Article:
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Monday, August 29, 2016

"Making Sense of Sense and Sensibility" | guest post from Maria Grace!

You probably recall Maria Grace from all of the amazing things she's done for Austen in August over the years. (And from her books. Probably from those, too.)
Well, she's back again this year with a whole host of stuff, but she's kicking it off with a little look into S&S, and just why all of those Very Significant Things (that you may have been confused about) are so significant.
Take a look below, let us know in the comments if there's anything else about S&S that you're baffled by, and keep an eye out for our next post from Maria! (Hint: it's a giveaway!)

Sense and Sensibility can be a particularly difficult book for readers because so much of the plot lies in customs and laws that were peculiar to the Regency Era. To help with the read along Misty’s hosting, here are some answers to some of the most puzzling questions about Sense and Sensibility.

Why doesn’t Mrs. Dashwood inherit the house or anything else when her husband dies?
In the early eighteen hundreds, inheritance was a little more complicated that it is today. While it was possible for women to inherit, it wasn’t common Usually an estate would go to the eldest son. Younger sons and daughters might inherit cash from a lump sum set aside for the purpose at the time of their parent’s marriage. . Wives had no right to their husband’s property; daughters could only inherit and estate if there were no sons born and the estate wasn’t entailed like the Bennet’s in Pride and Prejudice.

In the case of the Dashwoods, the eldest son inherited the estate. Provisions made by the previous owner of the estate, Mr. Dashwood’s uncle, prevented him from leaving any part of the property to his second wife and daughters.

Since the heir was not the current Mrs. Dashwood’s son, he had no obligation to her. Thus, she and her daughter’s had to leave their home and settle elsewhere.

Her marriage articles—a prenuptial agreement—laid out provision for her widowhood. The most typical arrangement would have been for an annuity (yearly payments) for the rest of her life amounting to one tenth of the dowry she brought into the marriage. She was also entitled keep the china and similar household articles that she brought into the marriage. Everything else stayed with the house and was property of the heir. So she and her daughters had something to live on, but it was a far cry from what they were accustomed to.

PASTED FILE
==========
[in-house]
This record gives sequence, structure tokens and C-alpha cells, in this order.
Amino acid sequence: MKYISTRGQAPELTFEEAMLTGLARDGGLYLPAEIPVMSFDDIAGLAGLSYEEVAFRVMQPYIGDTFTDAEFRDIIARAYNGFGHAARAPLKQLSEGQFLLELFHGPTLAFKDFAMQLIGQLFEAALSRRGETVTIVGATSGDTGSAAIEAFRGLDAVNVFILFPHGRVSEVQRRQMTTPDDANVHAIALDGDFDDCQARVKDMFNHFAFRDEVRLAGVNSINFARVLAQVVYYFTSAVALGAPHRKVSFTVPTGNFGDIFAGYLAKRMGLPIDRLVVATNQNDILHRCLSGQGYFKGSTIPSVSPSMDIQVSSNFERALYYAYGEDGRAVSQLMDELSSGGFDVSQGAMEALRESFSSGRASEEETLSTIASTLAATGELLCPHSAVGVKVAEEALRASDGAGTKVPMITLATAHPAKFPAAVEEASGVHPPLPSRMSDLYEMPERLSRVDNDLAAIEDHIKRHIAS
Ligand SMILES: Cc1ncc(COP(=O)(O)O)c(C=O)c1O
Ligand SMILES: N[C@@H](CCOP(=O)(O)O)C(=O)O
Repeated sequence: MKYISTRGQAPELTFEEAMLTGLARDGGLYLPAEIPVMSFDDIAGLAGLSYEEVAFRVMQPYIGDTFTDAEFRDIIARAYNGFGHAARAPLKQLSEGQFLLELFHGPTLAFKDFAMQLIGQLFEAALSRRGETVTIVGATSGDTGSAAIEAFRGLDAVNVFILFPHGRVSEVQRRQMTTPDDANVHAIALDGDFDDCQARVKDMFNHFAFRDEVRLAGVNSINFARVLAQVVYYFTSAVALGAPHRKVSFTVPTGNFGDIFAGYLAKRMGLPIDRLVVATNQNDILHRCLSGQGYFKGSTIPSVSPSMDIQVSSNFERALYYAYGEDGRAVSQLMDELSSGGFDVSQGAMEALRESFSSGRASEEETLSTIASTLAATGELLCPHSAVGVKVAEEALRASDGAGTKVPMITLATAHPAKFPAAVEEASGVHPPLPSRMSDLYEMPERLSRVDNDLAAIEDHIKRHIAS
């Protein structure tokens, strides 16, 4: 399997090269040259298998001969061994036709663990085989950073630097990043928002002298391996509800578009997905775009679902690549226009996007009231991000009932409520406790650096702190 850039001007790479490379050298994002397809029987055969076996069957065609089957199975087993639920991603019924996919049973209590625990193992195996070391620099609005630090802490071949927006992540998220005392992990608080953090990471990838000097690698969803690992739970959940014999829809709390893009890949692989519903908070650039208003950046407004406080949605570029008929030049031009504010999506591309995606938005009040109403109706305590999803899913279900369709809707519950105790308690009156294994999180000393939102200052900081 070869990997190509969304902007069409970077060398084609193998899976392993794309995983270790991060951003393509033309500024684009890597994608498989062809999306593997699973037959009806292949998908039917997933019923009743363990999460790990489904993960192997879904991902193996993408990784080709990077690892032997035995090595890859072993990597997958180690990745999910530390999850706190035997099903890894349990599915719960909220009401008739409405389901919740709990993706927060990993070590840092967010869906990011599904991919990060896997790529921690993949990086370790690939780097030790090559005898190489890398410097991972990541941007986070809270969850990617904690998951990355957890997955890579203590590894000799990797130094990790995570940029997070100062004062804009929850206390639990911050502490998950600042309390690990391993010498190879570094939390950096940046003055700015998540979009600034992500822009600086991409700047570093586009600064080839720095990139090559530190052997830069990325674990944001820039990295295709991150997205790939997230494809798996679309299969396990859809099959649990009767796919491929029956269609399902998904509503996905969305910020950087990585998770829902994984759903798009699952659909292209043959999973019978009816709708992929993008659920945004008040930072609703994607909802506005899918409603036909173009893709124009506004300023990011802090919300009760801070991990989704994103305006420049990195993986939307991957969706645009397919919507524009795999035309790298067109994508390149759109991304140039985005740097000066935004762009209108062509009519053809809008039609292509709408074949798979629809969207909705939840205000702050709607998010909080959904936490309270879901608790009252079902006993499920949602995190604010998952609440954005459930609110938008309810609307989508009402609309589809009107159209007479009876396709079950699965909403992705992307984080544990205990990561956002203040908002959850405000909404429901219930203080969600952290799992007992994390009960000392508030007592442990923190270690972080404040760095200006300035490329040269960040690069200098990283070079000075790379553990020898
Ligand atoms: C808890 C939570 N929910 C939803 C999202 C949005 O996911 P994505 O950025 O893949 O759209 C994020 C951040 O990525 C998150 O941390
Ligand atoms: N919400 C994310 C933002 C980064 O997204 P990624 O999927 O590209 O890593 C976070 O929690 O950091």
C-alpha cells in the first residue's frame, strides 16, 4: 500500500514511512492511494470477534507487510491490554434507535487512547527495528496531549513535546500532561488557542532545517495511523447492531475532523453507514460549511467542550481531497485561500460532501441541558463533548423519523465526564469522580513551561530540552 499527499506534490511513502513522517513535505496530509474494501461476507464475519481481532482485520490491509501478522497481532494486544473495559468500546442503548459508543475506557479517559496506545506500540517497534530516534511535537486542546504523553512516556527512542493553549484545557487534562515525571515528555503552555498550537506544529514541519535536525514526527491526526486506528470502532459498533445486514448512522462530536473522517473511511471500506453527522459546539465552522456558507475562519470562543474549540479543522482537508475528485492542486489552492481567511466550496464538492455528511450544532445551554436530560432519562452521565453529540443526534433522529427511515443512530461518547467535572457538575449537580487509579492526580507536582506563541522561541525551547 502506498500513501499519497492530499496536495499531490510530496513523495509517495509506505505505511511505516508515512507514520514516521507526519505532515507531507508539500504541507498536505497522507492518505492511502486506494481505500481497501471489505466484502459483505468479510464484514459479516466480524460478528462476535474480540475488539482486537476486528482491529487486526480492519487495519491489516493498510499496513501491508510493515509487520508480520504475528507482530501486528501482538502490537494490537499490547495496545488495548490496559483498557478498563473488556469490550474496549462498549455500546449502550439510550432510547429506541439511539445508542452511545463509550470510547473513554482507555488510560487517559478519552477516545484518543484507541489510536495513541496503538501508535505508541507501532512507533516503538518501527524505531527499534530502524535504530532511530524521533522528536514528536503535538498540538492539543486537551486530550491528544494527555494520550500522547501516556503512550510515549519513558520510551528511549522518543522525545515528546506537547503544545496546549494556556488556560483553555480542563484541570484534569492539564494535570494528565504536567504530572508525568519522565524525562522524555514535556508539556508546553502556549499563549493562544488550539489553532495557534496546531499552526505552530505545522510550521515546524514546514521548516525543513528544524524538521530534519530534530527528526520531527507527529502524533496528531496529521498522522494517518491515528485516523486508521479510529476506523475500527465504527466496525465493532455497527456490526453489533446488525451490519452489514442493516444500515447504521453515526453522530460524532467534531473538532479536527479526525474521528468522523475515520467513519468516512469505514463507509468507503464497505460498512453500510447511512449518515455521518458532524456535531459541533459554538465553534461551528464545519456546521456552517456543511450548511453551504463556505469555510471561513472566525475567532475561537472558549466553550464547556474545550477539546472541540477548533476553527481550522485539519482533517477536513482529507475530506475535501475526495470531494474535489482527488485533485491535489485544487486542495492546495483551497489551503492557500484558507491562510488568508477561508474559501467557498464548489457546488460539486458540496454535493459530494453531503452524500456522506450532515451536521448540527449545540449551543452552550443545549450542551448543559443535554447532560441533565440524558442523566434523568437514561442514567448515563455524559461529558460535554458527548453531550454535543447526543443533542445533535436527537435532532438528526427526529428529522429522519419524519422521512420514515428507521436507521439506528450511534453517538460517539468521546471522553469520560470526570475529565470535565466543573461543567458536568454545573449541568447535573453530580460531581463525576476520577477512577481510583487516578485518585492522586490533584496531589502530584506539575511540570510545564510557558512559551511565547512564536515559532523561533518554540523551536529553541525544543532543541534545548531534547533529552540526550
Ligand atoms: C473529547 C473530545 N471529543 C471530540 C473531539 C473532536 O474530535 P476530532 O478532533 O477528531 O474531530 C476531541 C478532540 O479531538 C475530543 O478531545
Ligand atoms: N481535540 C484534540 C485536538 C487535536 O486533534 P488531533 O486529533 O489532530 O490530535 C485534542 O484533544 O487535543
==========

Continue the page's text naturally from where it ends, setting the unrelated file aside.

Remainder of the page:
Still, 500 pounds a year was not a shabby income. A middle class family could live on that quite comfortably. It was not enough to maintain a carriage, though. That would require about 1000 a year. But they were hardly impoverished.

What was the problem with a secret engagement and why didn’t Edward Ferrars break things off with Lucy Steele when he fell in love with Elinor?
First, secret engagements were considered scandalous moral lapses. Since marriage was the backbone of society, one's marriage state (unmarried, engaged, married or widowed—divorced was not really an option) was an important piece of public record. Carrying on a secret engagement was tantamount to lying to society at large.

Second, an engagement was effectively a legal contract, one which could result in legal action for breach of contract. Secret engagements presented a host of difficulties in managing the legal aspects of the contract.

Third, in the era, it was really all about the betrothal. A promise to marry was all but as good as a legal marriage. So keeping the engagement secret was like keeping a marriage secret.
Moreover, since a betrothal was nearly a marriage, many couples anticipated their vows—one third of brides went to the altar pregnant. If an engagement was broke, most would assume that the woman had compromised her virtue with her intended, and her reputation would be ruined. An honorable man—and a man’s honor was hugely important in those days—would not break an engagement and cause such harm to a lady.

How did Mrs. Ferrars disinherit eldest son Edward when primogenitor was the law of the land?
Primogenitor referred to the inheritance of a landed estate. Mrs. Ferrars had a fortune which she herself controlled. She might have brought a large dowry into her marriage, had a sum settled on her in the marriage articles, or had a substantial jointure. The key point is that the money was hers, so she could do with it what she wanted. So, she could adjust her will to reflect her displeasure at her son.
The documents were set up in such a way that the change was irrevocable. So when the younger son, Robert, took up with Lucy, she could not change them to disinherit him.

Why were Marianne and Willoughby so shocking?
I think modern readers really miss this detail. Marianne and Willoughby were absolutely scandalous in their behavior. They broke every rule of proper decorum, leaving people to assume that they were engaged.